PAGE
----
A new quiet storm that’s making viral waves comes in the form of an equal sign. A poster, if you will, symbolizing equal rights for same-sex couples who long to exchange ‘I dos.’
Seventeen years ago, President Bill Clinton enacted the Defense of Marriage Act (DOMA), a federal law that restricts federal benefits and inter-state recognition to only opposite-sex marriages in the United States. Since 1996, America –– both homosexual and heterosexual individuals alike –– has been fighting to extend the freedom of marriage to all couples, gay or straight.
In the more latter years, however, not only has popular culture monumentally corresponded with the LGTB community, but it has –– in the face of it all –– spearheaded the movement to fearlessly broadcast a solid support for equal marital rights to same-sex couples. Via music and television (i.e. Glee and Macklemore’s “Same Love”), celebrities have made known their stance on ending DOMA.
Many Americans’ plight –– those of whom are fighting to restrict marriage to heterosexual couples –– stems from the idea that same-sex marriage will cause a threat to religious freedom or go in opposition with traditional religious views. Reverend Al Sharpton lends his voice in the defense of having both religious freedom and the right to marry within a particular faith.
As a Baptist minister, religious freedom is something that I believe in deeply and feel is intrinsically woven into the fabric of our nation. But just as I believe that religious freedom allows me the freedom to preach and believe as I choose, it also means that I do not have the right to impose my beliefs on anyone else. It should not be within anyone’s power to tell a religious institution that they cannot marry a loving, committed same-sex couple in their faith.
Also riding the same bandwagon is Beyonce, who recently went to Instagram and publicly announced her support for gay marriage. In a brief love note to all her homosexual followers, she writes:
If you like it, you should be able to put a ring on it.
Jay-Z, who is in accordance with his wife, spoke about the stirring issue last year, candidly expressing,
I’ve always thought it as something that was still holding the country back. What people do in their own homes is their business and you can choose to love whoever you love. That’s their business. It’s no different than discriminating against blacks. It’s discrimination, plain and simple. [ SOURCE ]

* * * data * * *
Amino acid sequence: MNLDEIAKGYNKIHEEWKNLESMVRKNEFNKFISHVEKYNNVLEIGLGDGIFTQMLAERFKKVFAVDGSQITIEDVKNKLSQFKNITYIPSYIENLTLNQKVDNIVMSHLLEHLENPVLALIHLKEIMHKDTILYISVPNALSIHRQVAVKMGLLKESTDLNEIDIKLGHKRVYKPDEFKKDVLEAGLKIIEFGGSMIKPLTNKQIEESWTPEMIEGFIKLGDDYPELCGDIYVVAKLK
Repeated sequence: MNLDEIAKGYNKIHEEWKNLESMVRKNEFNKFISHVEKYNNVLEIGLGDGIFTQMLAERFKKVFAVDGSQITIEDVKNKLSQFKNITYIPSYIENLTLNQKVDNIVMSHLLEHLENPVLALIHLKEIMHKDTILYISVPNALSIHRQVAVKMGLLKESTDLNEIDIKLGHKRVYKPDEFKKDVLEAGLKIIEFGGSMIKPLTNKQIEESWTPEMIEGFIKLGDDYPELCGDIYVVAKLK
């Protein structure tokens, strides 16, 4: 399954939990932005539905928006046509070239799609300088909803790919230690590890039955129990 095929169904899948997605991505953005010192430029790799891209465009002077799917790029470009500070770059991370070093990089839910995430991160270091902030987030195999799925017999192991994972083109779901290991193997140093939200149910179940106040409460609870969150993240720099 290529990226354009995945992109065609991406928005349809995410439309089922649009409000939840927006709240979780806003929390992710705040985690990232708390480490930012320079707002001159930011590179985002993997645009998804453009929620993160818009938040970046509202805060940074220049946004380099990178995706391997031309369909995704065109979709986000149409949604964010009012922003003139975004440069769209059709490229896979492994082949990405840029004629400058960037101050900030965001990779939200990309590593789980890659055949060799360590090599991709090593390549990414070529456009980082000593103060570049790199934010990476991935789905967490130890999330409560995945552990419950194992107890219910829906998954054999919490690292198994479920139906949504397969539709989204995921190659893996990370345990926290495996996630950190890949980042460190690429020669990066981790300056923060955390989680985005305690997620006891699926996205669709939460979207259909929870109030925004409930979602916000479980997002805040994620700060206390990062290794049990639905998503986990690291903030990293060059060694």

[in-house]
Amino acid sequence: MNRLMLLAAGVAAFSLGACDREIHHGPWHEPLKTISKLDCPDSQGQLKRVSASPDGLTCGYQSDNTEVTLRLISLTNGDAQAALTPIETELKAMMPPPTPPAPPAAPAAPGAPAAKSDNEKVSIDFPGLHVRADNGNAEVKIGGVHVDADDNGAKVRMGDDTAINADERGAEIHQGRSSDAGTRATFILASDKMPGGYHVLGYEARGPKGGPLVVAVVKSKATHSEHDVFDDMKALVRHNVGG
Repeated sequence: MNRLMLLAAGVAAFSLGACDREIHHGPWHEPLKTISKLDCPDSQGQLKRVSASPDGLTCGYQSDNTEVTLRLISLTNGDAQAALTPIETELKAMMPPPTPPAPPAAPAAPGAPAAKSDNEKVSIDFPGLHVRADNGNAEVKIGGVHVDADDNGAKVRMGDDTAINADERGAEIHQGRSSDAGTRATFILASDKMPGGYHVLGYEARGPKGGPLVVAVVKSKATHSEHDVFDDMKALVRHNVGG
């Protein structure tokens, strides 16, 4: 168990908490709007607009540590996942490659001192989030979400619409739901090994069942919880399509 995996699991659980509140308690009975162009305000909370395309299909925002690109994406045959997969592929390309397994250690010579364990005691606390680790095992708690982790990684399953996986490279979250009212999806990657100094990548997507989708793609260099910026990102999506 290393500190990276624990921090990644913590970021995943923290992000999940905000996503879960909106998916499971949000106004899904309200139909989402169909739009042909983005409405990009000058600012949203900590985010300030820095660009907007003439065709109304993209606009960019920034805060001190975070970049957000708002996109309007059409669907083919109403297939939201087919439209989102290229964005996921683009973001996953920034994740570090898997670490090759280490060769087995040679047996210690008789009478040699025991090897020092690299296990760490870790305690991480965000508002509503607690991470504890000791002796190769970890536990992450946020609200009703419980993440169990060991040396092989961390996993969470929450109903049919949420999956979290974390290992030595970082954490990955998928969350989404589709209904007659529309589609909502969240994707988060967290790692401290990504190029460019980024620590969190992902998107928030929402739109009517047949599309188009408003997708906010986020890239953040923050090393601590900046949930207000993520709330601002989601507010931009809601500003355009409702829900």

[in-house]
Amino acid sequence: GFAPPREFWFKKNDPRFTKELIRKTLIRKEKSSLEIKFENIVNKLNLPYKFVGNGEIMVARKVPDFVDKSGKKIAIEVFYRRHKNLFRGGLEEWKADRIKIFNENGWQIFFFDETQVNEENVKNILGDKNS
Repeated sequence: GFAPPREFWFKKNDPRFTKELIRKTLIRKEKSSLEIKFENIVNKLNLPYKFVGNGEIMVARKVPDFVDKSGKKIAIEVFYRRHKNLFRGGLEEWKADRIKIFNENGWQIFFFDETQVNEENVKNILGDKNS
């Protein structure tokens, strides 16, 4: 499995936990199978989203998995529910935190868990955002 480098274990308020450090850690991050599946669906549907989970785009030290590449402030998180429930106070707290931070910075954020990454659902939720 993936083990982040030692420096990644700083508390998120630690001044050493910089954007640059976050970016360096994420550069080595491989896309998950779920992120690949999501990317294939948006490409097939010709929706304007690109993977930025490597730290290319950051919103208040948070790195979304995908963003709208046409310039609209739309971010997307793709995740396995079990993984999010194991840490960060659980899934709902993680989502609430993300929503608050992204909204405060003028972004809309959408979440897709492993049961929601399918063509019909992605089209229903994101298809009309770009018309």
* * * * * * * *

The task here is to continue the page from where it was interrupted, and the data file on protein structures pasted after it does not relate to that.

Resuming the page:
Harlem’s own A$AP Rocky sounds off on the issue of homophobia as well, particularly inside the walls of the Hip-hop community. In a recent interview with Alexander Wang for Interview Magazine, the Pretty Flacko rapper says,
So now that I’m here and I’ve got a microphone in my hand and about 6,000 people watching me, I need to tell them how I feel… For instance, one big issue in hip hop is the gay thing. It’s 2013, and it’s a shame that, to this day, that topic still gets people all excited. It’s crazy. And it makes me upset that this topic even matters when it comes to hip hop, because it makes it seem like everybody in hip hop is small-minded or stupid — and that’s not the case.
Albeit more interesting, however, is a recent conversation I had with my Godfather, who is now a retired Roman-Catholic Bishop. After not seeing him in years, my Godfather –– who’ll remain nameless –– invited me to his home for dinner.
Amid our burgeoning conversation about my latest whereabouts, he discloses to me that he left the vatican and proceeded to explain why, by simply stating: “I was too liberal for everyone around me.”
I then quickly summon up the courage to ask him about his views toward Gay marriage. And with a nonchalant attitude he says, “I’m for it… just call it something different. The word marriage –– its root comes from the Latin term ‘maritus’ which implies woman [after further breaking down syllables].”
So there’s something to pontificate. Maybe we should reserve the word ‘Marriage’ for heterosexual couples, and create a novel term for homosexual couples. Yet and still, endowing them EQUAL federal rights and societal recognition.